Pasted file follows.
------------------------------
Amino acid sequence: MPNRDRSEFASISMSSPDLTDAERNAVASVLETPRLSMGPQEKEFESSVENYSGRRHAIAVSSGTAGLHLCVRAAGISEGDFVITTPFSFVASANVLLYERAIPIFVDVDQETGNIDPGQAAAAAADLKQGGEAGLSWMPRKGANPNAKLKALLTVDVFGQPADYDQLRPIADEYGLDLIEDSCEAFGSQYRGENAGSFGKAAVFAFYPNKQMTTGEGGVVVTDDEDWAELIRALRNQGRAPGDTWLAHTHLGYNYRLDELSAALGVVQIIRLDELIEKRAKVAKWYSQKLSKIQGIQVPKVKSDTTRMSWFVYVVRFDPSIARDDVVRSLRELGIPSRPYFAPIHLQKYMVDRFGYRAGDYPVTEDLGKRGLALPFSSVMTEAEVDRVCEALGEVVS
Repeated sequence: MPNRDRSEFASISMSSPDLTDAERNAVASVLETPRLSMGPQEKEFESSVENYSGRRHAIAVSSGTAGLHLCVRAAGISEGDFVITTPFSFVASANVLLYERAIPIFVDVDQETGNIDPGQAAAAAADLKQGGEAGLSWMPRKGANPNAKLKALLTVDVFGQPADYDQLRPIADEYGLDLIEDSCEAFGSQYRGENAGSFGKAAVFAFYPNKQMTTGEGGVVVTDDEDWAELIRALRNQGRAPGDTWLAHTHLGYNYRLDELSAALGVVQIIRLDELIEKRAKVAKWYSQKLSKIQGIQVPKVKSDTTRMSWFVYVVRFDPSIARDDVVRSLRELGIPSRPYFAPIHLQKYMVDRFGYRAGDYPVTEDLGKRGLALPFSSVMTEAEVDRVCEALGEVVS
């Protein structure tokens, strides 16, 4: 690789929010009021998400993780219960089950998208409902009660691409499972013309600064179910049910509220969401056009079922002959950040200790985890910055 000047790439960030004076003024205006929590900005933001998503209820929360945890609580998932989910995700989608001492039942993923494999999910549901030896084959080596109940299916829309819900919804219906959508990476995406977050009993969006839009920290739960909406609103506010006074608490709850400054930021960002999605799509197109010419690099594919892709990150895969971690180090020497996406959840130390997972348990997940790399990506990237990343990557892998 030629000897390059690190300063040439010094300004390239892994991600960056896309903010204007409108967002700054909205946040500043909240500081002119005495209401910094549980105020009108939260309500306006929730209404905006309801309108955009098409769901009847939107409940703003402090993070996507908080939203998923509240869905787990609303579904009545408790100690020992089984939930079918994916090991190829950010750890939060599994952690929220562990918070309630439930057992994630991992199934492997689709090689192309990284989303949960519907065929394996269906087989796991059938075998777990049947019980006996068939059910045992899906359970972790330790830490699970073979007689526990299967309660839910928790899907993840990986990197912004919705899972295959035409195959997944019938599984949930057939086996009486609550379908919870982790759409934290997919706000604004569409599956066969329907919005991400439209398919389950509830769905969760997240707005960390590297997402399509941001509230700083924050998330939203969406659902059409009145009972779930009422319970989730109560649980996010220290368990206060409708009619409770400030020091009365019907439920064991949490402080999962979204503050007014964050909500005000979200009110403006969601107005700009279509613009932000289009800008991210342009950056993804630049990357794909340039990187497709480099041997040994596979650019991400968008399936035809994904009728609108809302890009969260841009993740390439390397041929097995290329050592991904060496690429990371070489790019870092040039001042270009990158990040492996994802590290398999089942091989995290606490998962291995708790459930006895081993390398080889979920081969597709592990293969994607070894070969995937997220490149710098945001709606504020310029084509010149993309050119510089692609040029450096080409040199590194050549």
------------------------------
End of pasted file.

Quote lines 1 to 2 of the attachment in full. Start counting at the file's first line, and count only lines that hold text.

Amino acid sequence: MPNRDRSEFASISMSSPDLTDAERNAVASVLETPRLSMGPQEKEFESSVENYSGRRHAIAVSSGTAGLHLCVRAAGISEGDFVITTPFSFVASANVLLYERAIPIFVDVDQETGNIDPGQAAAAAADLKQGGEAGLSWMPRKGANPNAKLKALLTVDVFGQPADYDQLRPIADEYGLDLIEDSCEAFGSQYRGENAGSFGKAAVFAFYPNKQMTTGEGGVVVTDDEDWAELIRALRNQGRAPGDTWLAHTHLGYNYRLDELSAALGVVQIIRLDELIEKRAKVAKWYSQKLSKIQGIQVPKVKSDTTRMSWFVYVVRFDPSIARDDVVRSLRELGIPSRPYFAPIHLQKYMVDRFGYRAGDYPVTEDLGKRGLALPFSSVMTEAEVDRVCEALGEVVS
Repeated sequence: MPNRDRSEFASISMSSPDLTDAERNAVASVLETPRLSMGPQEKEFESSVENYSGRRHAIAVSSGTAGLHLCVRAAGISEGDFVITTPFSFVASANVLLYERAIPIFVDVDQETGNIDPGQAAAAAADLKQGGEAGLSWMPRKGANPNAKLKALLTVDVFGQPADYDQLRPIADEYGLDLIEDSCEAFGSQYRGENAGSFGKAAVFAFYPNKQMTTGEGGVVVTDDEDWAELIRALRNQGRAPGDTWLAHTHLGYNYRLDELSAALGVVQIIRLDELIEKRAKVAKWYSQKLSKIQGIQVPKVKSDTTRMSWFVYVVRFDPSIARDDVVRSLRELGIPSRPYFAPIHLQKYMVDRFGYRAGDYPVTEDLGKRGLALPFSSVMTEAEVDRVCEALGEVVS